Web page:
Many stationary retailers see their existence threatened by online providers like Amazon. But local retail shops actually stand to benefit from digitalization as well. Geomarketing and location-based services are well worth considering as additions to the existing business model. But what are the concrete application scenarios?
Use your own strengths
The large online retailers are growing steadily. Amazon already ranks second among the most valuable companies in the world after Apple. These large retail companies provide their services worldwide and can thus take advantage of economies of scale in logistics and purchasing. At the same time, they can avoid the investment, rental and personnel costs for operating stationary shops. This often allows them to offer lower prices. However, despite all efforts to individualise offers, they cannot compensate for two advantages of stationary retail outlets: personal customer care and location-based services. Both of these are not new, but have always formed the basis for success in retail trade. In this way, retailers cannot only determine the preferences of the individual customer in a personal talk, but even adapt their offer to the specific situation. This ranges from ice cream vendors on the beach to car dealerships with luxury brands in a region with high purchasing power. In the course of digitalisation, however, much more data is now available and this can be evaluated specifically and in detail with the help of software for use in marketing. This forms the basis of geomarketing and location-based services, which can be used profitably in various forms for stationary retail.
From little shops…
Even for small shops, location-based services could prove worthwhile. It is usually too time-consuming for each retailer to develop their own app, but large cities or holiday regions often have offerings that cover a wide range of offers. These are provided, for example, by the responsible tourist information office or private companies. Even a simple entry can be enough to draw the attention of visitors or residents to your shop as soon as they are nearby.
Integration in search functions for shopping offers – from the website of the city or region to Google – should also be checked and used. In addition, Facebook or Google also offer advertising options for even the smallest budgets, with which selected groups of buyers can be targeted at a local level. Those who cannot be found online will be reduced to selling to regular customers and a decreasing number of walk-in customers.
… larger stores…
Big retail outlets should also check whether indoor navigation is a worthwhile investment. New customers – or, after restructuring, even regular customers – often feel lost in huge shopping halls. If the information desk can’t be found or no one is there, they often go home or to another retailer without shopping. In this case, a push notification with reference to an app can be helpful. Potential customers can then quickly find the desired products using an up-to-date site plan, a reliable search function and a route description.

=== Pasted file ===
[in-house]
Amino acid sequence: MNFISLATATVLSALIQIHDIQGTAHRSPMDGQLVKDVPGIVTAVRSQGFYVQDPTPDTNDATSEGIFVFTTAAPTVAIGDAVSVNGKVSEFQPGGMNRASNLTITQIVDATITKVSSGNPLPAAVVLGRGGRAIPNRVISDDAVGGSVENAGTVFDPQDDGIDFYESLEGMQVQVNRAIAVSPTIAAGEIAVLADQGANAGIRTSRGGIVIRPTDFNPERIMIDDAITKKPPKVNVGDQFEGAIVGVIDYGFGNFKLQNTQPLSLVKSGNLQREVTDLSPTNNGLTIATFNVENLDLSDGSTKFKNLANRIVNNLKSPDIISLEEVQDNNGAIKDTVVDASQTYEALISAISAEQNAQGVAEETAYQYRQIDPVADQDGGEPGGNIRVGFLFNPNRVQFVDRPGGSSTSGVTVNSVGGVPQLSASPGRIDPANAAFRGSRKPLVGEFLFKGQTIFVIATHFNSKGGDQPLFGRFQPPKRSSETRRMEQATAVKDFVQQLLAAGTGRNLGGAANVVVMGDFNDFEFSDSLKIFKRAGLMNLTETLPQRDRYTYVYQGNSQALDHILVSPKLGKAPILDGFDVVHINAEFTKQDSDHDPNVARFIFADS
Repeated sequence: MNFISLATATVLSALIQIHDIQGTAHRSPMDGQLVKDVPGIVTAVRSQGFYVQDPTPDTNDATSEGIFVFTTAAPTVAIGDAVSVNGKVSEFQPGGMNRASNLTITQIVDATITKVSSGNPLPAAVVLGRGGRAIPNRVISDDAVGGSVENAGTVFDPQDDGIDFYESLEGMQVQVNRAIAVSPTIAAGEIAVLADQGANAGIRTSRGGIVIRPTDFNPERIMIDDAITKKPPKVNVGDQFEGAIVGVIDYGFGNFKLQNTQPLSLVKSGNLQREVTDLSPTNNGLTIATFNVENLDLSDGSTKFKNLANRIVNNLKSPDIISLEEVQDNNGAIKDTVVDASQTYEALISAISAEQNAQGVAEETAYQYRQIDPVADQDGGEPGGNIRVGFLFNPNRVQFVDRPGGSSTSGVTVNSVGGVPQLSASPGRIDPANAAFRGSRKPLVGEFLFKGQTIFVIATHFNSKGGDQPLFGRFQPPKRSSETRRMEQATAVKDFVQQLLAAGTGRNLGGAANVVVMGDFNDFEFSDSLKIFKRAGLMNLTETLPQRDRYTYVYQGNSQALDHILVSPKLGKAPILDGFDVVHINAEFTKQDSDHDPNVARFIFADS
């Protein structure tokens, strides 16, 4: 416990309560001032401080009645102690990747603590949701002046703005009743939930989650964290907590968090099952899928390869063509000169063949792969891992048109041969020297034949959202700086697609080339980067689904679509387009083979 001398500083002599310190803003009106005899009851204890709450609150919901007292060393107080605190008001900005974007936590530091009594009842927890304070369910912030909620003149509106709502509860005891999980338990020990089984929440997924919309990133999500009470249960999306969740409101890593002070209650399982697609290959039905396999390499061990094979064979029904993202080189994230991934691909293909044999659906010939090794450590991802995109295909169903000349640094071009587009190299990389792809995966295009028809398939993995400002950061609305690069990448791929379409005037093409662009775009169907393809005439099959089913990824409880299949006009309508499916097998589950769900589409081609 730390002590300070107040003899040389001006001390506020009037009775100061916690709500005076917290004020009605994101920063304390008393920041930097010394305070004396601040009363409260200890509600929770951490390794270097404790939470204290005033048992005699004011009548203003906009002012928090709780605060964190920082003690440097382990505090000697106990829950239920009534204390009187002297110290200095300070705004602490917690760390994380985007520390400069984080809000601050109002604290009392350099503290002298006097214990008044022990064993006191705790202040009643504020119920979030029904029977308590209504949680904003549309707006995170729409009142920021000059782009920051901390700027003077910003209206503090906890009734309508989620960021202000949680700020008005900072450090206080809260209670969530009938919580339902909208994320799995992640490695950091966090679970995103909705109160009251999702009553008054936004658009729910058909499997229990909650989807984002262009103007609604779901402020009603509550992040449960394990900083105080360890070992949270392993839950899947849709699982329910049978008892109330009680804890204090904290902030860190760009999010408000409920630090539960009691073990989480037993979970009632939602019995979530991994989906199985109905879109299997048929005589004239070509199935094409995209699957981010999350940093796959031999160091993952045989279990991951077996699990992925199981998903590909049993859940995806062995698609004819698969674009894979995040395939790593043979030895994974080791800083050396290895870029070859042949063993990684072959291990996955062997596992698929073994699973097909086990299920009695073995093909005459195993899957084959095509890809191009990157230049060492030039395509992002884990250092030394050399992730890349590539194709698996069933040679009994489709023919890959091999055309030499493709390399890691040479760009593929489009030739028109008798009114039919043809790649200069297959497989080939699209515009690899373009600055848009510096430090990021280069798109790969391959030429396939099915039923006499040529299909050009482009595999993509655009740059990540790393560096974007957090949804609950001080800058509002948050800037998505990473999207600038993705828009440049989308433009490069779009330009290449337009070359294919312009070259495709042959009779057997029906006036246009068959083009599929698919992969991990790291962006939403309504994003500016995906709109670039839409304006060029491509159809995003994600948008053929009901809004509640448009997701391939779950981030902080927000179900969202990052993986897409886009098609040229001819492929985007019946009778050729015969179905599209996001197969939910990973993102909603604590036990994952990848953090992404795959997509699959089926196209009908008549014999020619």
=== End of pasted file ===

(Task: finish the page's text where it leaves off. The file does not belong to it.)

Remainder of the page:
… and retail chains…
Location-based services are even more interesting for retail chains. They can strengthen customer loyalty even further by integrating their subsidiaries in an app, either in their own country or even worldwide. Regular customers can then even be notified of nearby outlets of their favourite retailer or brand shop when travelling. Coupons, bonus programs or individual additional offers are particularly suitable in such cases. In addition to this, “brand fans” are often willing to receive push notifications informing them about new offers or a nearby store.
… to shopping centres…
Location-based services are particularly interesting for shopping centres. They often have returning customers who want to be constantly informed about new stores or promotional offers. Visitors can find out the latest news from the moment they enter the centre or come within proximity of the shop. The operator can measure and analyse visitor flows to optimise the distribution of shops or the signage and positioning of information boards. The owners of the shops find out how many visitors are in the shops at what times. In addition to this, they can send targeted sales incentives if, for example, a customer stays in a department for a longer period on time.
… and trade fairs.
Trade fair operators now offer a wide range of digital advertising options for exhibitors, many of which also include location-based services. A Navigator app in combination with an iBeacon, which is a small transmitter positioned at the stand, enable exhibitors to directly provide visitors in the vicinity with digital data. The iBeacon sends a push message to the visitor’s smart phone as soon as they are near the stand. In this way, the companies can attract attention in a targeted way and enable visitors to access brochures, videos and product information directly from their smart phones.
Estimating the costs and benefits
Which location-based services are most suitable has to be decided in each individual case based on the different requirements and possibilities that retailers have. In light of the increasing competition with online retailers as well as increasing digitalisation and ever cheaper and easier-to-use technologies, location-based services are paying off for more and more areas of application. In case of doubt, an experienced service provider can offer valuable advice and support.